We are all inspired by Dolores and have been glad to see her back at CFTC after about two months away. Her advice for CrossFitting moms is to continue to work out in some way during your pregnancy. Workout as long as possible, because the mental aspect of keeping your body strong is important.
"I wouldn't have been able to get through that 24 hour labor if I hadn't come to CrossFit."
As Dolores transitions back to working out, she's committing to coming 2-3 times per week, re-committing to form by going slow, adjusting to a different body shape, and restoring flexibility. Dolores, Denis and Lukas are doing wellsupported by friends and family in the area and Denis preparing to be a federal police officer . Say hi to Lukas the next time he visits the gym!
Drew credits his success in weight loss to two things: 1) his doctors and 2) the CFTC coaches and community. We will say from the start that Drew's transformation includes bariatric surgery - the sleeve. This surgery is not the easy way to weight loss. It requires a lifestyle change, personal commitment and a support structure and is a serious medical decision. Finding himself above 300 pounds and sedentary after a knee surgery, Drew chose this option but it is not the path for everyone.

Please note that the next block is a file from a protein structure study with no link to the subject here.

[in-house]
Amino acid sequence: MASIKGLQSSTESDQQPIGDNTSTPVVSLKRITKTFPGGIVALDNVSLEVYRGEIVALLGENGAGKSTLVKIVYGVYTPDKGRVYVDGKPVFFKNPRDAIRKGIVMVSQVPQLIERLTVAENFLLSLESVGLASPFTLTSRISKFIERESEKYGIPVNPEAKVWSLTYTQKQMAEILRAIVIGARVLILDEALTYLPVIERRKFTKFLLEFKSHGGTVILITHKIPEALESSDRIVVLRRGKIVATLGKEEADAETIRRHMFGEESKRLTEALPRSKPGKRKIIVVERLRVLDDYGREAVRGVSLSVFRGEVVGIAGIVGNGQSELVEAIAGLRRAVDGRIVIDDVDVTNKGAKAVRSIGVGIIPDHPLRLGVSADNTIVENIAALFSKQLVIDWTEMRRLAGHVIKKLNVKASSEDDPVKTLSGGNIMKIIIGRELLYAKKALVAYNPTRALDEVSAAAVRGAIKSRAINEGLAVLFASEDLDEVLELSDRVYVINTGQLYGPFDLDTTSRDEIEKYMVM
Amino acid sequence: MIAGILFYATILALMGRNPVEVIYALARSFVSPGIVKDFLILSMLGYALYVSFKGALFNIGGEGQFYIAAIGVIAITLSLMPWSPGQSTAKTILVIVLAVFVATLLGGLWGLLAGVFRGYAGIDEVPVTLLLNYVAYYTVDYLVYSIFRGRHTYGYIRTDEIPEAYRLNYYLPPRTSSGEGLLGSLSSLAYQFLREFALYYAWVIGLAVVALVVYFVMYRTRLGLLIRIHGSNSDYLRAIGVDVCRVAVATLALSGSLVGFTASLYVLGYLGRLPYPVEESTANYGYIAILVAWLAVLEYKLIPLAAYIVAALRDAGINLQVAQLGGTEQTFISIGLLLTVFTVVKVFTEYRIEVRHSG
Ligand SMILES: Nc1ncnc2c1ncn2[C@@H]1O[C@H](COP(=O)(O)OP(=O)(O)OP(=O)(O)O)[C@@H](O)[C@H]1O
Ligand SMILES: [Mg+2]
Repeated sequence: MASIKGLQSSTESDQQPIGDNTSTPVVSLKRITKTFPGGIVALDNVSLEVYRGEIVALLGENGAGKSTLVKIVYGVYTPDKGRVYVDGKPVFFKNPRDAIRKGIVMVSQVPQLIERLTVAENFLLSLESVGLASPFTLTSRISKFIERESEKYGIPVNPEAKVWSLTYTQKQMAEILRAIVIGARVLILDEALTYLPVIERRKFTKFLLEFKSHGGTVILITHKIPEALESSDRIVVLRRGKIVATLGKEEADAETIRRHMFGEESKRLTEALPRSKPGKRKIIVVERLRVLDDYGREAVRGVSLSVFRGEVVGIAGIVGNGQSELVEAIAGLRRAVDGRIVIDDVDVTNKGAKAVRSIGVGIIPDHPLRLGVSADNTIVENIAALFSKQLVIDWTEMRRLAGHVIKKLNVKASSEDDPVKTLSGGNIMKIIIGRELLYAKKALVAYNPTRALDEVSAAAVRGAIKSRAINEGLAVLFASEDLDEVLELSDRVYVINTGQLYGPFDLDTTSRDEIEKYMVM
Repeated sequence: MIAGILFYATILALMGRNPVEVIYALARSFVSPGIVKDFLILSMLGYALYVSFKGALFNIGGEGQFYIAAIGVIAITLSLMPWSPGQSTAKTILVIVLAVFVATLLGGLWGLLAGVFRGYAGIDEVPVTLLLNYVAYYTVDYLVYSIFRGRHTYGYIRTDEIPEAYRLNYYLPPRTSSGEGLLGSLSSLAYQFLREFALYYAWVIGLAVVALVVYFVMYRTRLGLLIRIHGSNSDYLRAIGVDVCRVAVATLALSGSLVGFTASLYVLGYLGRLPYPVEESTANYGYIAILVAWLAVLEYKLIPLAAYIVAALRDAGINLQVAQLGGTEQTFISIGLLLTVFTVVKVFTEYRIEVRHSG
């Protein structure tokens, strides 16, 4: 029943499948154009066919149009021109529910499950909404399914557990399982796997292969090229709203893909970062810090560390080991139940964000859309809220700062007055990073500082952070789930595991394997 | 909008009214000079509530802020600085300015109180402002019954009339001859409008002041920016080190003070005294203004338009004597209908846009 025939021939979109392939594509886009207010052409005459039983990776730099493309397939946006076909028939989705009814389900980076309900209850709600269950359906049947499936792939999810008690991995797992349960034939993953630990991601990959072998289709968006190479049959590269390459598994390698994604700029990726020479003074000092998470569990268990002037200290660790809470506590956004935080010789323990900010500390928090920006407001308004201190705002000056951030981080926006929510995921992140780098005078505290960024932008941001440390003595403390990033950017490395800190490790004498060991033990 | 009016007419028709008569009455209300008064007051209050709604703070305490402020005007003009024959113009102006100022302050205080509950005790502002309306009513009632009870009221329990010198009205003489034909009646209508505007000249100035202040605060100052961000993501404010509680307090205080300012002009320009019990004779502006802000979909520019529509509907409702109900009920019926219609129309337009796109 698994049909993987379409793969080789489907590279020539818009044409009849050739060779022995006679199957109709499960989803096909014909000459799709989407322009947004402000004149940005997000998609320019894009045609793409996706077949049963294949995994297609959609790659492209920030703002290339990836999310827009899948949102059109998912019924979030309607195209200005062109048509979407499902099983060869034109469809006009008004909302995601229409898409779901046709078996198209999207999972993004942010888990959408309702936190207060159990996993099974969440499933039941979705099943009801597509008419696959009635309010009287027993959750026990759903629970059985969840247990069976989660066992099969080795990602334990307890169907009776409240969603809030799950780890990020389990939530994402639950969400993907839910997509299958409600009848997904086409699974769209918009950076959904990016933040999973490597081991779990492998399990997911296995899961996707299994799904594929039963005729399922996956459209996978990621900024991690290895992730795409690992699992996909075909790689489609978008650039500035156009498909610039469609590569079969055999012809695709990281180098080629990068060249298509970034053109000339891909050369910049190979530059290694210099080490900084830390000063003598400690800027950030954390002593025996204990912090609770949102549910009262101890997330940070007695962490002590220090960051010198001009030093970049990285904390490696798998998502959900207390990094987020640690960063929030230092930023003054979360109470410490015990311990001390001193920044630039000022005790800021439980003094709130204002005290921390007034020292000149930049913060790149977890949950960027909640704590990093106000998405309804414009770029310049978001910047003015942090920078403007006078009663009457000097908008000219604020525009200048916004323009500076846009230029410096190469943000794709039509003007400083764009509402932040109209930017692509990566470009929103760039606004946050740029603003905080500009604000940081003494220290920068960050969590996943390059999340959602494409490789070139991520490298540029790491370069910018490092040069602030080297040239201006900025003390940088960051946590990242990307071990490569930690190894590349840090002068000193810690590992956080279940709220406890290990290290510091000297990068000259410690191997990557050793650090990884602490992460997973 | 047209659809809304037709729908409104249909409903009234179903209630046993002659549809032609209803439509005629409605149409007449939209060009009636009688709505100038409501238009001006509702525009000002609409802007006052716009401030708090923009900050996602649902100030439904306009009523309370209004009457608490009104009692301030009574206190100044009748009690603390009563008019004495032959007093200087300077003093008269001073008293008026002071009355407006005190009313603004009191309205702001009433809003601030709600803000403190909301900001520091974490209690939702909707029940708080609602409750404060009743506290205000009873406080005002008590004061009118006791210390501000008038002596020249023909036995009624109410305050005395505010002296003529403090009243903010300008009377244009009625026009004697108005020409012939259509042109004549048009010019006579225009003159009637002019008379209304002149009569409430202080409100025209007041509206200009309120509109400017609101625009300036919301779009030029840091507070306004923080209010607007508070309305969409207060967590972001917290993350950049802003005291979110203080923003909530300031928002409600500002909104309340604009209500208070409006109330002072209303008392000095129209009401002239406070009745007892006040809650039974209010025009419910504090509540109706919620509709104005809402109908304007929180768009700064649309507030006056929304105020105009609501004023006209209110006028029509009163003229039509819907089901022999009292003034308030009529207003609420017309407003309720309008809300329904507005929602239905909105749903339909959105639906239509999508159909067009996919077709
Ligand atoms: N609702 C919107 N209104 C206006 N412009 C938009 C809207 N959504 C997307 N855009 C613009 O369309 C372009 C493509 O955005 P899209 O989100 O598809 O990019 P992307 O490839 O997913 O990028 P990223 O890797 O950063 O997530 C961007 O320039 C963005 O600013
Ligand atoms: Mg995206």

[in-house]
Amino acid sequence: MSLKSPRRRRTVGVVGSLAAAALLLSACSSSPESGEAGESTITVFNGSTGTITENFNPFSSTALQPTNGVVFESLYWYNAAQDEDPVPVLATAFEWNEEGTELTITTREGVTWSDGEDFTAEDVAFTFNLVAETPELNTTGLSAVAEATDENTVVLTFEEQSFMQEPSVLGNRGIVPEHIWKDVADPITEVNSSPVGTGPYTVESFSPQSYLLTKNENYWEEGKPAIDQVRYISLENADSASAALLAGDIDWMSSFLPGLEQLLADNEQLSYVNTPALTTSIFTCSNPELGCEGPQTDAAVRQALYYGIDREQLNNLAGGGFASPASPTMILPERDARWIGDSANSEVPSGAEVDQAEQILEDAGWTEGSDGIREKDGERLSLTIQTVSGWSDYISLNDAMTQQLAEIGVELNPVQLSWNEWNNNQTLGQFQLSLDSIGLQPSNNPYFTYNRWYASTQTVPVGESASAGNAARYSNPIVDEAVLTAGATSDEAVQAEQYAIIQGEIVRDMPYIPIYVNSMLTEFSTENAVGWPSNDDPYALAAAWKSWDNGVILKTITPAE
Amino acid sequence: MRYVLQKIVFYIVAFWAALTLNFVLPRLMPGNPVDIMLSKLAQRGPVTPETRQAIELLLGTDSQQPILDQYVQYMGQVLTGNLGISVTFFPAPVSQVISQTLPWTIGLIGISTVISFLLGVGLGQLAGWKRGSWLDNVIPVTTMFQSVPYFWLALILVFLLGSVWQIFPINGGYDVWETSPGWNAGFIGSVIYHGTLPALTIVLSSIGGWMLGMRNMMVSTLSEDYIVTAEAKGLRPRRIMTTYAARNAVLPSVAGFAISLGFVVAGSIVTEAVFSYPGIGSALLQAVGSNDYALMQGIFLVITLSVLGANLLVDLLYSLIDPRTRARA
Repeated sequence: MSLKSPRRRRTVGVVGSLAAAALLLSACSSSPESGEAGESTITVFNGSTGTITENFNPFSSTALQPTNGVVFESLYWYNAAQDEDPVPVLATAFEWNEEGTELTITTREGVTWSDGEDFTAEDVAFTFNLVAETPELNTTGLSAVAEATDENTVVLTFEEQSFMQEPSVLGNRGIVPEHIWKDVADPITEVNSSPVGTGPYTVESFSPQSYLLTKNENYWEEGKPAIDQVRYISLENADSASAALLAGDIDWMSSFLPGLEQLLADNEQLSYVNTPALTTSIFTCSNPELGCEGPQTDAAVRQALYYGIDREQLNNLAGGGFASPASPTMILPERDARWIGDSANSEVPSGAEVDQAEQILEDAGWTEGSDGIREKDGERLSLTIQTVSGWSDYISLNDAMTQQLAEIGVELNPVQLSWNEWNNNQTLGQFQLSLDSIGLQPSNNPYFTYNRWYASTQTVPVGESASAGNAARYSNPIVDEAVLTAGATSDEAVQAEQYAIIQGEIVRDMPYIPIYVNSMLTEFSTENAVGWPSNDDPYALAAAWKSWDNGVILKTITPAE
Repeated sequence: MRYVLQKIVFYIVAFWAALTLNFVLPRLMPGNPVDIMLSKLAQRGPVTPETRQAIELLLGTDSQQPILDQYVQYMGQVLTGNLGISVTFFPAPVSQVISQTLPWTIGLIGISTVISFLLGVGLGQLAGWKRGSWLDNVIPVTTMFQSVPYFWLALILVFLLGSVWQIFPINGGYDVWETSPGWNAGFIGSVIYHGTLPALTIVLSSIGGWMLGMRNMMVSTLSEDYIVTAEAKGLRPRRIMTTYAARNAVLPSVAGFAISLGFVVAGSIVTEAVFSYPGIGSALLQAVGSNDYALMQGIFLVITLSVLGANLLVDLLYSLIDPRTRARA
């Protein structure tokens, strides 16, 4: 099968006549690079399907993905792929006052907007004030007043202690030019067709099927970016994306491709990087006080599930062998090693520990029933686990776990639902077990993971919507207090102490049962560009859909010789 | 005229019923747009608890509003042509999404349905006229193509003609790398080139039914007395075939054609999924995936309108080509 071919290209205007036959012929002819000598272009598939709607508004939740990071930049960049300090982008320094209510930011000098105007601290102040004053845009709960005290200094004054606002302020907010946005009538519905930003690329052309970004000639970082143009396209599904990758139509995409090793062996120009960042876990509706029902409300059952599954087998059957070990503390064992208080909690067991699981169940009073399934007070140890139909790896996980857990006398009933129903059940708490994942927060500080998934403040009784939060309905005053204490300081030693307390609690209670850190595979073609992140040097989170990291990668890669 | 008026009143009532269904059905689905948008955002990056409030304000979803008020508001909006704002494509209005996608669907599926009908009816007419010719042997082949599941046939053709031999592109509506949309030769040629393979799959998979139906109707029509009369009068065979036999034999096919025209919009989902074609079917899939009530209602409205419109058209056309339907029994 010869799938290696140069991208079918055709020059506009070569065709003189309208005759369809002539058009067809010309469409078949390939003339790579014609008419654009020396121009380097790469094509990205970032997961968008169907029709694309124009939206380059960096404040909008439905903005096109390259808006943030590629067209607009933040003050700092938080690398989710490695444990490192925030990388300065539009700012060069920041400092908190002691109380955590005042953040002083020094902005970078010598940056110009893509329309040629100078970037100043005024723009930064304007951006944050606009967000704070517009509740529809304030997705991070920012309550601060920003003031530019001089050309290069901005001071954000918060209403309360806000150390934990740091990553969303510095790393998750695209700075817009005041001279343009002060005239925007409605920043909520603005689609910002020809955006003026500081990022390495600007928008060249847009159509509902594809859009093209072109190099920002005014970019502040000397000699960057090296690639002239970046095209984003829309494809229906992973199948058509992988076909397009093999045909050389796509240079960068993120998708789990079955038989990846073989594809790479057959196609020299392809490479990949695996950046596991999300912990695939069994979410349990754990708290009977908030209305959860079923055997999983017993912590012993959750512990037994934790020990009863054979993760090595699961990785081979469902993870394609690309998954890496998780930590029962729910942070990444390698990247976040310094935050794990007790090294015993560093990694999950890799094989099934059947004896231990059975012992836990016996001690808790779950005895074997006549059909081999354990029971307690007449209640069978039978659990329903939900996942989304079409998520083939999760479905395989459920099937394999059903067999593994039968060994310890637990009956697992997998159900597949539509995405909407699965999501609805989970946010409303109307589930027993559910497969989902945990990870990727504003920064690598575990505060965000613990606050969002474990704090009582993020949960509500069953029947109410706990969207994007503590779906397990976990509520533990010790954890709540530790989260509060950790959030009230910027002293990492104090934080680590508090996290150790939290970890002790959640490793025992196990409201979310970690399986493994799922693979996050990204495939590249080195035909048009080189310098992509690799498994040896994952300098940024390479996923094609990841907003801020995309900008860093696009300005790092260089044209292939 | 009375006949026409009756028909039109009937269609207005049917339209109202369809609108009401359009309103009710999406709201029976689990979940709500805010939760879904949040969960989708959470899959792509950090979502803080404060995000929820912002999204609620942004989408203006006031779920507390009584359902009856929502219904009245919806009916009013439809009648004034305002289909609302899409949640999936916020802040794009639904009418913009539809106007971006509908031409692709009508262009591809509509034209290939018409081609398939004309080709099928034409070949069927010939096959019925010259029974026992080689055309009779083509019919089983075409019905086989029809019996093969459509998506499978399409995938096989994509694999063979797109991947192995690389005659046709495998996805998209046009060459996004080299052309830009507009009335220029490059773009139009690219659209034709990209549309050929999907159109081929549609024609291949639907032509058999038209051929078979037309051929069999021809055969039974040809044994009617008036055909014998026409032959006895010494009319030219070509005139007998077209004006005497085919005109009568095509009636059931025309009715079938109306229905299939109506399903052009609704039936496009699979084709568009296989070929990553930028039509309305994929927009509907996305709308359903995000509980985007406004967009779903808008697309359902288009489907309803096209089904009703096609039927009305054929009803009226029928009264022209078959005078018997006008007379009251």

A collegiate lacrosse athlete, Drew came to CFTC in 2015 after seeing a deterioration in his physical abilities. He came in with a good attitude and progressed in each class, building to a serious amount of strength and capacity. However, after aggravating his hip in daily life activities, Drew had to undergo surgery. Like a lot of injuries, there was no one event that caused it - Drew lifted the day before his injury occurred with no issues - the next day was unable to get out of bed.
Between an increasingly inactive lifestyle and the slow path back from surgery, the fitness Drew developed from 2015 - 2016 deteriorated further, resulting in a weight that got up to 330 pounds and an unsustainable lifestyle. With the injury, Drew entered a spiral of not eating well, feeling bad about not being active to work it off, and cycling between those two states. The point when he stepped on the scale and was north of 300 was the point Drew knew he had to make a change.